If you haven’t read the first parts of this series, please start there:
- Legalizing Marijuana And Life Insurance: Breaking New Ground
- Legalizing Marijuana And Life Insurance: The Medical Marijuana Insurance Side
- The Marijuana Life Insurance Cocktail: Does It Mix Well?
If you’ve read our previous articles, you know you can purchase life insurance as a marijuana user. But the life insurance and marijuana smoking underwriting process differs quite a bit different than a standard issue policy.
The majority of the process remains the same, but the insurance company wants specific details about your marijuana use.
Continue reading below to see what you’ll need to know, and what the issuer wants from you.
Life Insurance: Marijuana Smoking And Underwriting
First, remember you’ll need to be able to qualify for life insurance just like everyone else, marijuana set aside, using your age and health. This means you’ll need to be healthy enough, have a clean medical history, and a clean driving record.
Your current health is going to comprise of the basics: normal blood pressure, normal cholesterol, a healthy weight, and nothing major medically wrong with you. You can be on a few prescriptions, diet regimens, or even vitamins without getting a ding on your insurance profile. The insurance company is looking for major ailments in this category, such as cancer or someone looking for life insurance with lupus.
Your medical history is similar to your current health, but it’s a bit more involved. Your medical history record might have information on it such as surgery you may have had, and out patient procedures, or specialists you’ve visited in the past. If you’re a female, things like pregnancy can also be looked at for a history of something like gestational diabetes.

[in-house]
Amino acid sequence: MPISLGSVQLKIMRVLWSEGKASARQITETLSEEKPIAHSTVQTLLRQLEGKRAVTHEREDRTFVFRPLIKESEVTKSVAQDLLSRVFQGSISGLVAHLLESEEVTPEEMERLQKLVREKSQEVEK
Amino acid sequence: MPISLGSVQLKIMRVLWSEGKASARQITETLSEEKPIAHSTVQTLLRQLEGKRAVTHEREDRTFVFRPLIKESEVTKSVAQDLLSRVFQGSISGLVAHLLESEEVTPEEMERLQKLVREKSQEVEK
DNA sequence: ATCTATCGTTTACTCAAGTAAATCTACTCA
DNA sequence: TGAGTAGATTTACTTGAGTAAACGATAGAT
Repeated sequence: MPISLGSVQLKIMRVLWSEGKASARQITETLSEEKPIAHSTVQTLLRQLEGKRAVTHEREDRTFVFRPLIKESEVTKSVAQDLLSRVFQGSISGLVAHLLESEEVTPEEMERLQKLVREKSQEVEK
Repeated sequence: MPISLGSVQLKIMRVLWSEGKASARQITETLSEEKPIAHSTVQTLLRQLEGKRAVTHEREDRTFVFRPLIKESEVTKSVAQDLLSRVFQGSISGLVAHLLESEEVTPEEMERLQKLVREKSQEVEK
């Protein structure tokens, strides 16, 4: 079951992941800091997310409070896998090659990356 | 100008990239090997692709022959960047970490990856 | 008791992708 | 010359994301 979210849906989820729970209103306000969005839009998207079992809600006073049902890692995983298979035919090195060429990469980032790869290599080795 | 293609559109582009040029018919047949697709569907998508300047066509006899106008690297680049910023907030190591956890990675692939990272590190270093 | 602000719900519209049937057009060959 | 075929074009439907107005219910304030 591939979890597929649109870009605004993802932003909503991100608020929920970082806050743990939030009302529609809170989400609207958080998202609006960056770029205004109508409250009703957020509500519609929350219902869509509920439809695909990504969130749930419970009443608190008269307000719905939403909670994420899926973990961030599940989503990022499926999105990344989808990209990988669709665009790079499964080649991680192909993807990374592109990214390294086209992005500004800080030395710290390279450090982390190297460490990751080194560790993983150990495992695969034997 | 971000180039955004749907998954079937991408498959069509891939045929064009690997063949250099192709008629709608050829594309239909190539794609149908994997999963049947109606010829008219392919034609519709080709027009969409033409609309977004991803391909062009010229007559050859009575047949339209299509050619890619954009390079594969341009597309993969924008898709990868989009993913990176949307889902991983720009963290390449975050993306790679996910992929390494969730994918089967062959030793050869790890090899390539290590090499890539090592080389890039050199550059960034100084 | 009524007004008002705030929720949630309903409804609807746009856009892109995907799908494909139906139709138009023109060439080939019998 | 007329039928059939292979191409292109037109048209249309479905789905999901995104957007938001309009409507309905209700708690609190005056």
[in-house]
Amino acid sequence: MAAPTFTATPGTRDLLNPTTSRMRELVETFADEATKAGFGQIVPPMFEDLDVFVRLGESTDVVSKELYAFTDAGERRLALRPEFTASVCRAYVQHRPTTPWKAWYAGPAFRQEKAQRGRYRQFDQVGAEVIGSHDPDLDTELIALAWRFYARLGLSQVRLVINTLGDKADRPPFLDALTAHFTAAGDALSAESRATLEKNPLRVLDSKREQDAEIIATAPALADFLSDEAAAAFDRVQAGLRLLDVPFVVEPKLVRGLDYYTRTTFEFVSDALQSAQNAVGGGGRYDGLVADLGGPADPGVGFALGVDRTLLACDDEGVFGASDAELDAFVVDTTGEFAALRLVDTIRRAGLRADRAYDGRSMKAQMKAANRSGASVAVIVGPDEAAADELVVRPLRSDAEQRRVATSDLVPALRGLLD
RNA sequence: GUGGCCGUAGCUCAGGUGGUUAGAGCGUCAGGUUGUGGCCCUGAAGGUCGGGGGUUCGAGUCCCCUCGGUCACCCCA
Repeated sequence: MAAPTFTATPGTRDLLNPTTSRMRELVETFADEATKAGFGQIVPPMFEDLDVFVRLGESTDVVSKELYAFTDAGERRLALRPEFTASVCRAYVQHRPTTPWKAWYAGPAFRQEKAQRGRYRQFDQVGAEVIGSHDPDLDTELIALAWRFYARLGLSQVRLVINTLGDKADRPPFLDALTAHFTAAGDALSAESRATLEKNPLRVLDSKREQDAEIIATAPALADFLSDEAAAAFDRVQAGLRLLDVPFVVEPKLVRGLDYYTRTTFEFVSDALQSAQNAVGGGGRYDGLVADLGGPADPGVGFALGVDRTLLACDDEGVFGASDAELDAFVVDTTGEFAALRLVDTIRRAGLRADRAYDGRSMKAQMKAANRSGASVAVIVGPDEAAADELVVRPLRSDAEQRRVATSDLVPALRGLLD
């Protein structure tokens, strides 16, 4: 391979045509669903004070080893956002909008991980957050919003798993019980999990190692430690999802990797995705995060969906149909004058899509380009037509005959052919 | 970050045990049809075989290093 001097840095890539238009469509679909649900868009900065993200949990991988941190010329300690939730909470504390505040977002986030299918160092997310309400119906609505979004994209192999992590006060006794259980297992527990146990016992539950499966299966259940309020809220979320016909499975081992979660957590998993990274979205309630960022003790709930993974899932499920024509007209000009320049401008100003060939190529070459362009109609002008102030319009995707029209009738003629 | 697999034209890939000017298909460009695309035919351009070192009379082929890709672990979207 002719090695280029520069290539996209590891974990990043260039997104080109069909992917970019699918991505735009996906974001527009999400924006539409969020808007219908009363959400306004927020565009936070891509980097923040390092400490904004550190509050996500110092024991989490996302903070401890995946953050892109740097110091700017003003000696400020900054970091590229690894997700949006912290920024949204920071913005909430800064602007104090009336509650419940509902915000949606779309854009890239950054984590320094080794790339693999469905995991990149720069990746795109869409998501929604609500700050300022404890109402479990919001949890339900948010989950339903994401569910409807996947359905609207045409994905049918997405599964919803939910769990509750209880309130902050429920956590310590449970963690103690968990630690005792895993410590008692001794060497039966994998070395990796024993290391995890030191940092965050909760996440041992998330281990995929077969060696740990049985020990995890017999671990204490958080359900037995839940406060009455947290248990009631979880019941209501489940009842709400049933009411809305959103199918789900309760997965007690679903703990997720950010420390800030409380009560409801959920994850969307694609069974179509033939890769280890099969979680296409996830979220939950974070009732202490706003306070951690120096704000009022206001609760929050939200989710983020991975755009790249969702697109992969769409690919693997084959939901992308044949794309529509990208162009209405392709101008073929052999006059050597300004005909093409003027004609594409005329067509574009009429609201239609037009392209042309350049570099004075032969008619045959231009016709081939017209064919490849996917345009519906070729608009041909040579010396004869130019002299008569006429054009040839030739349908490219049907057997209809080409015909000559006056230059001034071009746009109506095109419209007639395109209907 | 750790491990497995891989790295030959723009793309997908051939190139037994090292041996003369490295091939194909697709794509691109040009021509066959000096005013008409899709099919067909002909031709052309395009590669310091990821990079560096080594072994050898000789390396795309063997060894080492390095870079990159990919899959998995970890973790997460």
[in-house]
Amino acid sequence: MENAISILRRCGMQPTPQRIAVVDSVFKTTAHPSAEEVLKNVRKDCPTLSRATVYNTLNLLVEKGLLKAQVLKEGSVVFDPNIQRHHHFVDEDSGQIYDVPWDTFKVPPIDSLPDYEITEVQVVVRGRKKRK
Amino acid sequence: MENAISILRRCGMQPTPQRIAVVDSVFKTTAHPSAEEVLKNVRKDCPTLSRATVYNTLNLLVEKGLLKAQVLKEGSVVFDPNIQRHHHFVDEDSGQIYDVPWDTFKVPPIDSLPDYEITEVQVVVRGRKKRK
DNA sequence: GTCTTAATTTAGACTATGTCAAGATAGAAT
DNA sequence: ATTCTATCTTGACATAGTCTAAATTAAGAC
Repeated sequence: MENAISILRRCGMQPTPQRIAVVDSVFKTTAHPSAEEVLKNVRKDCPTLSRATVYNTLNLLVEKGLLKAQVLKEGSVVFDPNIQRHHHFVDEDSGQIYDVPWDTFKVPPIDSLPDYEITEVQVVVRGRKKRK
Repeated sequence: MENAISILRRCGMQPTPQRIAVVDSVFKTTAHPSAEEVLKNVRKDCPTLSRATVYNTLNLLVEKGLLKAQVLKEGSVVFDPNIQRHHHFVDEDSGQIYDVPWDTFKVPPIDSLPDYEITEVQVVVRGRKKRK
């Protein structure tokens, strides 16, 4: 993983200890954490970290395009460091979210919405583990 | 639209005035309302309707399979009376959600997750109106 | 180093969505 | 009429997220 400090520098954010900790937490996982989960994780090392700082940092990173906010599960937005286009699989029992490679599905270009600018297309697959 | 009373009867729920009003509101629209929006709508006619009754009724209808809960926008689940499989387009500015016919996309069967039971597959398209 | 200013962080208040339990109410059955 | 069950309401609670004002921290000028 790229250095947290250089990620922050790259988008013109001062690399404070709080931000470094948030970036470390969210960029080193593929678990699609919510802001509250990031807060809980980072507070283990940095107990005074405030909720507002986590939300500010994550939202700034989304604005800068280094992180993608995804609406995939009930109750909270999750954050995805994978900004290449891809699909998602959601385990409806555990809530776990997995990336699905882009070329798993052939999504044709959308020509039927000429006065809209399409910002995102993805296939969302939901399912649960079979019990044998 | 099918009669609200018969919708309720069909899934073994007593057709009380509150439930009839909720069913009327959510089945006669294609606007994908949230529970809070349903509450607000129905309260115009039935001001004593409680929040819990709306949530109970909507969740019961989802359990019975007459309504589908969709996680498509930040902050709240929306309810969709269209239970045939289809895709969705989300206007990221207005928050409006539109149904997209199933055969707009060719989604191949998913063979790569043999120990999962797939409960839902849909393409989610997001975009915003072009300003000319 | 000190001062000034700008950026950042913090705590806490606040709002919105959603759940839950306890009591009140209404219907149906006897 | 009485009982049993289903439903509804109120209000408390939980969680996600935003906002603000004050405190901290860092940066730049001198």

Your driving record is also considered, and most people who apply don’t think about it. But just because you’ve had a ticket or two, don’t be alarmed. Things to watch for are DUI’s, counts of reckless driving, a high volume of tickets (I’ve seen a driving record with 27 tickets speeding tickets!), or other major and hazardous driving offenses. If you rolled through a stop sign once, you’ll be just fine!
Now, the marijuana. Life insurance is going to require a blood profile and a urinalysis for most standard issue policies. Obviously, there is a disease and drug check going on, and marijuana (more specifically THC) is one of those drugs.
Tetrahydrocannabinol, more commonly referred to as THC, is one of the specific things underwriters are looking for when you apply for life insurance. This is because THC alters your normal body functions in multiple areas. It affects the nervous system first by modifying the receptors in your brain and releasing abnormal amounts of different compounds throughout your body.
The THC can have long term effects medically, and this is what the insurance company is most worried about. There have been more studies done with marijuana than ever before, but the final decisions on whether it’s truly harmful or not is still vastly polarized. Some argue the studies are too inconclusive, and to an insurance company, this means an undefined risk.
Marijuana As A Drug
On the books, marijuana is still classified as a schedule I drug. This is causing quite a big discussion among the different carriers because, technically, you could be using an illicit and illegal drug.